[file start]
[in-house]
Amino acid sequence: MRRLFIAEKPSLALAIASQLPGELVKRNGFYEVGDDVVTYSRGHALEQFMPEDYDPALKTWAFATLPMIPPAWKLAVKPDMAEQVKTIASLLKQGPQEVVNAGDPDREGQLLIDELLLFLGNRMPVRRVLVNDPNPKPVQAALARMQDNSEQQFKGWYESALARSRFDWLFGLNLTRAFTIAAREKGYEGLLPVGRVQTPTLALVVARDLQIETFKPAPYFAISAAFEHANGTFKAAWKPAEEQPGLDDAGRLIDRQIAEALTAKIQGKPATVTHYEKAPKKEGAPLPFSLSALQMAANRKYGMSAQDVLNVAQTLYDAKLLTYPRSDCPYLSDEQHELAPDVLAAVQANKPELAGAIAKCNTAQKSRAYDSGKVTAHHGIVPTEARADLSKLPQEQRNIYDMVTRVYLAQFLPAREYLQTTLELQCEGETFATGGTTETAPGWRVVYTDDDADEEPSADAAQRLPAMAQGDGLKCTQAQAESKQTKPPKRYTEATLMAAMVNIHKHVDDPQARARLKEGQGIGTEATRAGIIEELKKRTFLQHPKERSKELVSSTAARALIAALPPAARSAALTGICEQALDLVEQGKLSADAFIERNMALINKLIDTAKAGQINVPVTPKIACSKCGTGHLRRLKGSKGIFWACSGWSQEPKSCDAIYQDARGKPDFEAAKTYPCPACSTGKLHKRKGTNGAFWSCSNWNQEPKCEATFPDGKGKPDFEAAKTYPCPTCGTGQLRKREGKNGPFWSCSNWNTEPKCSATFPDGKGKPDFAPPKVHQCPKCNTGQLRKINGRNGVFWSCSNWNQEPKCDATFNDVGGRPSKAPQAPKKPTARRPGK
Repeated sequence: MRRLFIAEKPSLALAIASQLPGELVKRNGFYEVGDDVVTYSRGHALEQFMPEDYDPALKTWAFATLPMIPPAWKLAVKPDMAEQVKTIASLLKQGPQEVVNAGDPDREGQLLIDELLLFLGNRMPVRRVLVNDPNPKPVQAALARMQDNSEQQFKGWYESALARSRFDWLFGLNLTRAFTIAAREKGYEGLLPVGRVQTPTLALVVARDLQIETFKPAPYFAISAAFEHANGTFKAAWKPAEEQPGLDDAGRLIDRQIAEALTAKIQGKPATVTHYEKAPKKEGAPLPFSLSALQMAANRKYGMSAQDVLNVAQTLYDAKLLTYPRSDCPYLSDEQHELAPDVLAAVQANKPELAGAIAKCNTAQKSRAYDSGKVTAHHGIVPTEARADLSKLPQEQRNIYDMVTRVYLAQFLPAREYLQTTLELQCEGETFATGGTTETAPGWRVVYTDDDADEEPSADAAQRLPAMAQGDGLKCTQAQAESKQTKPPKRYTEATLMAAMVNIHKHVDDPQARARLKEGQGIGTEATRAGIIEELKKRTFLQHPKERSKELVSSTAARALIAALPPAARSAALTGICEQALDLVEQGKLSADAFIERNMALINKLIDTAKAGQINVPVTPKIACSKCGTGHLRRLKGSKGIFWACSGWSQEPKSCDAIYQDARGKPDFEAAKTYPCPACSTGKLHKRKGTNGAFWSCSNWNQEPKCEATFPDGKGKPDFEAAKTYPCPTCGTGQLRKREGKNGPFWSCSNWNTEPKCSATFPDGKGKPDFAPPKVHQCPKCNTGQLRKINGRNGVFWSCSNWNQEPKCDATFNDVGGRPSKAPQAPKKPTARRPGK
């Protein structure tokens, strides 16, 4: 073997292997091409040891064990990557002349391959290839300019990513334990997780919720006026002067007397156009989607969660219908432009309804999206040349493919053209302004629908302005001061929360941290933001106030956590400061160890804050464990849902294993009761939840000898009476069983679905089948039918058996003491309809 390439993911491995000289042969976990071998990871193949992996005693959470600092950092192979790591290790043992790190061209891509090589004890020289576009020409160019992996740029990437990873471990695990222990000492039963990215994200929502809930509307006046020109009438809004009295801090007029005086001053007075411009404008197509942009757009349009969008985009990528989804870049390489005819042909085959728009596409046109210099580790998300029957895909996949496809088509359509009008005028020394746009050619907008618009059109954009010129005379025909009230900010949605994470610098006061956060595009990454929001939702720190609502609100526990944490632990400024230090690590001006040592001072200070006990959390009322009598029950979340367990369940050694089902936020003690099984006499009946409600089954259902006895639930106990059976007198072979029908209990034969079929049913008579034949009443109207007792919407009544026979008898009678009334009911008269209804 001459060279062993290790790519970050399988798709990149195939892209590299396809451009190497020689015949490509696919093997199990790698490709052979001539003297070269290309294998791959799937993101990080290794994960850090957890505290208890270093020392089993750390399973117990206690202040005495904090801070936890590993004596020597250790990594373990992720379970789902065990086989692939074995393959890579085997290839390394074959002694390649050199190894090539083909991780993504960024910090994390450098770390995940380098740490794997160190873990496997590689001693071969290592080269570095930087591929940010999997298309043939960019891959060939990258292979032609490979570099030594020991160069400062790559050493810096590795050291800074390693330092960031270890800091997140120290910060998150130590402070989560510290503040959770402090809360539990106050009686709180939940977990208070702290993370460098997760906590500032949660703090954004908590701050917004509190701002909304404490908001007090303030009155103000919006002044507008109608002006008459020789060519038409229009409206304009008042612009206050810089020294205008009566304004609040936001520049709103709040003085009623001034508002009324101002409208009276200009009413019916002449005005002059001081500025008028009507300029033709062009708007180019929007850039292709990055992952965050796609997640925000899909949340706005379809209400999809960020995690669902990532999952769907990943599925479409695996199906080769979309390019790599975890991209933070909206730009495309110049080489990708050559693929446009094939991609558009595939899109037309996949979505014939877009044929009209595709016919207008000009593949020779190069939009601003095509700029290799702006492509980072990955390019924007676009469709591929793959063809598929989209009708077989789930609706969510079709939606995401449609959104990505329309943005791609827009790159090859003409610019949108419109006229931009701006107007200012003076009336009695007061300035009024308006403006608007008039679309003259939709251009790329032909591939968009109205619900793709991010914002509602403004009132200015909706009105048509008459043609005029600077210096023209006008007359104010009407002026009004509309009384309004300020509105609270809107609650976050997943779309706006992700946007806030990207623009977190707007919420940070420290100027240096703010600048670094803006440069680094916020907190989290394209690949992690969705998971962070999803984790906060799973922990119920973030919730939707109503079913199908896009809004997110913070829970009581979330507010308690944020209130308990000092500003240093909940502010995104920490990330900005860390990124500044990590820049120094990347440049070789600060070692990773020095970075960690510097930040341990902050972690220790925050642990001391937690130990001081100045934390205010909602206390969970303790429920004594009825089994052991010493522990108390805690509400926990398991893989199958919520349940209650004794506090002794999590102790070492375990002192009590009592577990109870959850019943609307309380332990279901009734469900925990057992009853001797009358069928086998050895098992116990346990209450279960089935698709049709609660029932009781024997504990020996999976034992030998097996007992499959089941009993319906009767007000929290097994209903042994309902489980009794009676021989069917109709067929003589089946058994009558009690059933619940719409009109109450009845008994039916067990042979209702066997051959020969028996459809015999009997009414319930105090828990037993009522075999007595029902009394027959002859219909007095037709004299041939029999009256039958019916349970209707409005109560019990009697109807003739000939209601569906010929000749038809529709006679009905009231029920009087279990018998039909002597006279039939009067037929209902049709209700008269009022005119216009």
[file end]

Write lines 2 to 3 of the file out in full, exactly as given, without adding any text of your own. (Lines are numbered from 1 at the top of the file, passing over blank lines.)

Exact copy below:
Amino acid sequence: MRRLFIAEKPSLALAIASQLPGELVKRNGFYEVGDDVVTYSRGHALEQFMPEDYDPALKTWAFATLPMIPPAWKLAVKPDMAEQVKTIASLLKQGPQEVVNAGDPDREGQLLIDELLLFLGNRMPVRRVLVNDPNPKPVQAALARMQDNSEQQFKGWYESALARSRFDWLFGLNLTRAFTIAAREKGYEGLLPVGRVQTPTLALVVARDLQIETFKPAPYFAISAAFEHANGTFKAAWKPAEEQPGLDDAGRLIDRQIAEALTAKIQGKPATVTHYEKAPKKEGAPLPFSLSALQMAANRKYGMSAQDVLNVAQTLYDAKLLTYPRSDCPYLSDEQHELAPDVLAAVQANKPELAGAIAKCNTAQKSRAYDSGKVTAHHGIVPTEARADLSKLPQEQRNIYDMVTRVYLAQFLPAREYLQTTLELQCEGETFATGGTTETAPGWRVVYTDDDADEEPSADAAQRLPAMAQGDGLKCTQAQAESKQTKPPKRYTEATLMAAMVNIHKHVDDPQARARLKEGQGIGTEATRAGIIEELKKRTFLQHPKERSKELVSSTAARALIAALPPAARSAALTGICEQALDLVEQGKLSADAFIERNMALINKLIDTAKAGQINVPVTPKIACSKCGTGHLRRLKGSKGIFWACSGWSQEPKSCDAIYQDARGKPDFEAAKTYPCPACSTGKLHKRKGTNGAFWSCSNWNQEPKCEATFPDGKGKPDFEAAKTYPCPTCGTGQLRKREGKNGPFWSCSNWNTEPKCSATFPDGKGKPDFAPPKVHQCPKCNTGQLRKINGRNGVFWSCSNWNQEPKCDATFNDVGGRPSKAPQAPKKPTARRPGK
Repeated sequence: MRRLFIAEKPSLALAIASQLPGELVKRNGFYEVGDDVVTYSRGHALEQFMPEDYDPALKTWAFATLPMIPPAWKLAVKPDMAEQVKTIASLLKQGPQEVVNAGDPDREGQLLIDELLLFLGNRMPVRRVLVNDPNPKPVQAALARMQDNSEQQFKGWYESALARSRFDWLFGLNLTRAFTIAAREKGYEGLLPVGRVQTPTLALVVARDLQIETFKPAPYFAISAAFEHANGTFKAAWKPAEEQPGLDDAGRLIDRQIAEALTAKIQGKPATVTHYEKAPKKEGAPLPFSLSALQMAANRKYGMSAQDVLNVAQTLYDAKLLTYPRSDCPYLSDEQHELAPDVLAAVQANKPELAGAIAKCNTAQKSRAYDSGKVTAHHGIVPTEARADLSKLPQEQRNIYDMVTRVYLAQFLPAREYLQTTLELQCEGETFATGGTTETAPGWRVVYTDDDADEEPSADAAQRLPAMAQGDGLKCTQAQAESKQTKPPKRYTEATLMAAMVNIHKHVDDPQARARLKEGQGIGTEATRAGIIEELKKRTFLQHPKERSKELVSSTAARALIAALPPAARSAALTGICEQALDLVEQGKLSADAFIERNMALINKLIDTAKAGQINVPVTPKIACSKCGTGHLRRLKGSKGIFWACSGWSQEPKSCDAIYQDARGKPDFEAAKTYPCPACSTGKLHKRKGTNGAFWSCSNWNQEPKCEATFPDGKGKPDFEAAKTYPCPTCGTGQLRKREGKNGPFWSCSNWNTEPKCSATFPDGKGKPDFAPPKVHQCPKCNTGQLRKINGRNGVFWSCSNWNQEPKCDATFNDVGGRPSKAPQAPKKPTARRPGK